Nnamdi Kanu’s Family may Sue UK Govt over IPOB Leader

Nnamdi Kanu’s family has threatened to sue the British government over its “silence” on the alleged illegal extraordinary rendition of Mr Kanu (IPOB Leader) to Nigeria, according to a report by The Guardian UK.

The family accused the UK Secretary of State for Foreign, Commonwealth and Development Affairs, Liz Truss, of ignoring “overwhelming evidence” that Mr Kanu was extraordinarily renditioned to Nigeria by the Nigerian government.

Mr Kanu, the leader of the outlawed Indigenous People of Biafra (IPOB), is a Nigerian- British citizen.

The IPOB leader, who was granted bail in April 2017, fled the country after an invasion of his home in Afara-Ukwu, near Umuahia, Abia State, by the Nigerian military in September of that year.

He was re-arrested in Kenya and brought back to Nigeria in June 2021, about four years after he fled Nigeria. He is currently being detained in Abuja where he is facing trial for treason.

In a pre-action legal letter to Ms Truss, the family, through their lawyers, Bindmans LLP, accused the foreign secretary of failing to end Mr Kanu’s “unlawful” detention in Nigeria.

The family had previously threatened legal action against the British government over the lack of “consular assistance” for Mr Kanu.

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In the latest letter to the foreign secretary through the lawyers, Mr Kanu’s family said the IPOB leader’s alleged extraordinary rendition to Nigeria might have breached international law.

They insisted that Ms Truss must take a view on whether there has been a breach of international law in the rendition of Mr Kanu or face legal action.

“If Mr Kanu has been subject to extraordinary rendition, this is a grave breach of international law which has a significant impact on the discretion which the secretary of state exercises in respect of the steps she should take to assist Mr Kanu under international and domestic law,” Shirin Marker, one of the family’s lawyers said in the letter.

“Forming a view as to whether a breach of international law has occurred, and if so the gravity of the breach, is, therefore, an essential prerequisite to the exercise of discretion on taking further steps at international and domestic law,” the solicitor added.

The letter said Mr Kanu was in Kenya in June last year when he was detained by the country’s security services, who took him to a house where he was chained to the floor and beaten for approximately eight days before being put on a private jet on June 27, and flown to Abuja.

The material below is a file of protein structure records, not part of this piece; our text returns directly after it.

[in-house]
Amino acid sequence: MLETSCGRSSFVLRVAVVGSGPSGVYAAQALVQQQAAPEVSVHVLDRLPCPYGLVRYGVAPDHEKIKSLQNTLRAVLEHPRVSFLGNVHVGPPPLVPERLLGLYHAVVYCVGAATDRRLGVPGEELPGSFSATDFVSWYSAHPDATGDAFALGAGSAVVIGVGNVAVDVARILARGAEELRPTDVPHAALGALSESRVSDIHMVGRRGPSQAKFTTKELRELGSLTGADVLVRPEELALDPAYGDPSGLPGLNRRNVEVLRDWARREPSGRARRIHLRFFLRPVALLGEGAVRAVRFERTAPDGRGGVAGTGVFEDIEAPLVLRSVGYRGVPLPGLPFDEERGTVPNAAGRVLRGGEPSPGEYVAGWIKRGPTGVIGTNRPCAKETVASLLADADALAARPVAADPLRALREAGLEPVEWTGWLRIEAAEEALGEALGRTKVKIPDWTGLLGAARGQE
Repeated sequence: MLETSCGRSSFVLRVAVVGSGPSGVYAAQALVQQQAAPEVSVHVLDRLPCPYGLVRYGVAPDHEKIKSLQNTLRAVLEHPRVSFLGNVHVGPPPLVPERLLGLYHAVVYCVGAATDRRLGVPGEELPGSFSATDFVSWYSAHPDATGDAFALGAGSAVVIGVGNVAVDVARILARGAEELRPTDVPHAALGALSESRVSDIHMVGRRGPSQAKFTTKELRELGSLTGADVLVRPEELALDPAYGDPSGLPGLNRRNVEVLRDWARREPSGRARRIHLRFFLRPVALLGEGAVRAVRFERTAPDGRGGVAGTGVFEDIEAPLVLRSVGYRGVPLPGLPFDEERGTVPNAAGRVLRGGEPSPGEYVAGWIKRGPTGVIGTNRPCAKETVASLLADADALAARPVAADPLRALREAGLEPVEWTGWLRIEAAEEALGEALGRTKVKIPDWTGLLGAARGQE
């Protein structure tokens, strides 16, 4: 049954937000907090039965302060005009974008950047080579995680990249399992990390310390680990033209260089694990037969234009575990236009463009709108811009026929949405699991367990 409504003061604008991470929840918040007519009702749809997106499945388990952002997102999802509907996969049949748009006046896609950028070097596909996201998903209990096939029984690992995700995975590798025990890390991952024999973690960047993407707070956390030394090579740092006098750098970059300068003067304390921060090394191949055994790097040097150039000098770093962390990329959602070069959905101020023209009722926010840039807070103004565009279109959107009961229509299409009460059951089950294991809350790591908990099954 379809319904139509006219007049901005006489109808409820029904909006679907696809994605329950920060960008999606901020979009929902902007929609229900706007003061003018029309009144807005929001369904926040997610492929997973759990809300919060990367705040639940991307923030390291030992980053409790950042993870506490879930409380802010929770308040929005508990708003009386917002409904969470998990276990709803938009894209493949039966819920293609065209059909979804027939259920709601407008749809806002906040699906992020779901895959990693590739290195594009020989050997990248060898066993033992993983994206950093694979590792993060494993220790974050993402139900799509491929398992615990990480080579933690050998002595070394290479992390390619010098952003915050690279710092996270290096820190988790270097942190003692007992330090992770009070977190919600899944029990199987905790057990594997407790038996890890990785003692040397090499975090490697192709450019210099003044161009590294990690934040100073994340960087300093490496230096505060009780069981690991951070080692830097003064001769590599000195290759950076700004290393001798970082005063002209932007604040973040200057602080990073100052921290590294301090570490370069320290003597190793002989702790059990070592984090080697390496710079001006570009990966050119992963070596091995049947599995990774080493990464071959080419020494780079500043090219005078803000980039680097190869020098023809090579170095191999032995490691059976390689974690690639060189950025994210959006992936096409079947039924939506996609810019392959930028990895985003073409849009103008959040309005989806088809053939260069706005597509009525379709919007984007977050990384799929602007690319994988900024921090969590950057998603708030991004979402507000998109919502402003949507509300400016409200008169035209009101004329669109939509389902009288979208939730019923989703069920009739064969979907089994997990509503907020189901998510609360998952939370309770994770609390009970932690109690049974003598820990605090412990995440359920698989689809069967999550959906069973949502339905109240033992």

Initially, the Nigerian government did not reveal in which country Mr Kanu was detained before being extradited, which raised more unanswered questions about the capture, although they later denied reports that he was illegally extradited to Nigeria.

But the lawyers said the flight believed to have been used in “unlawfully” transporting the IPOB leader from Kenya has been identified, citing testimony of the IPOB leader to his brother and lawyers.

They faulted the Nigerian government’s failure to provide details of how Mr Kanu – who did not have his British passport with him – was brought back to Nigeria.

Mr Nnamdi Kanu’s family laments UK govt’s silence

The IPOB leader’s family has expressed frustration with the British government on the continued detention of Mr Kanu by the Nigerian government.

“With every day that passes, I am increasingly concerned for my brother’s welfare in detention and increasingly frustrated by the UK government’s ineffectiveness in assisting him,” Kingsley, Mr Kanu’s younger brother, was quoted as saying.

“I hope the court will rule that the foreign secretary must recognise the seriousness of my brother’s situation and properly consider what other steps she can take to assist him in light of his extraordinary rendition,” Mr Kingsley added.


Mr Kanu was earlier slammed with 15 count charges by the Nigerian government on terrorism and felony. But the charges have been reduced to seven.

In April, Binta Nyako of the Federal High Court, Abuja, struck out eight of the 15 charges in her ruling on Mr Kanu’s preliminary objection challenging the validity of the charges.

Mrs Nyako had ruled that counts 6, 7, 8, 9, 10, 11, 12 and 14 were incompetent for not disclosing any valid offences against the defendant.

Also, on May 18, following an objection by IPOB’s lead counsel, Mike Ozekhome, the Nigerian government withdrew a six-count charge, which was earlier amended.

The judge approved the seven existing counts of 1, 2, 3, 4, 5, 8 and 15, which Mr Kanu is currently being tried on.

The IPOB leader had already pleaded not guilty to all the charges against him when he was arraigned in January.

The judge earlier dismissed Mr Kanu’s claim that the Nigerian government illegally repatriated him from Kenya to Nigeria without following a formal extradition procedure.

Mrs Nyako insisted that there was a “surviving bench warrant” for the IPOB leader’s arrest and that his repatriation was in compliance with her order in 2018, for his arrest to face trial.

IPOB, a separatist group led by Mr Kanu, is agitating for an independent state of Biafra to be carved out from the South-east and some parts of South-south Nigeria.

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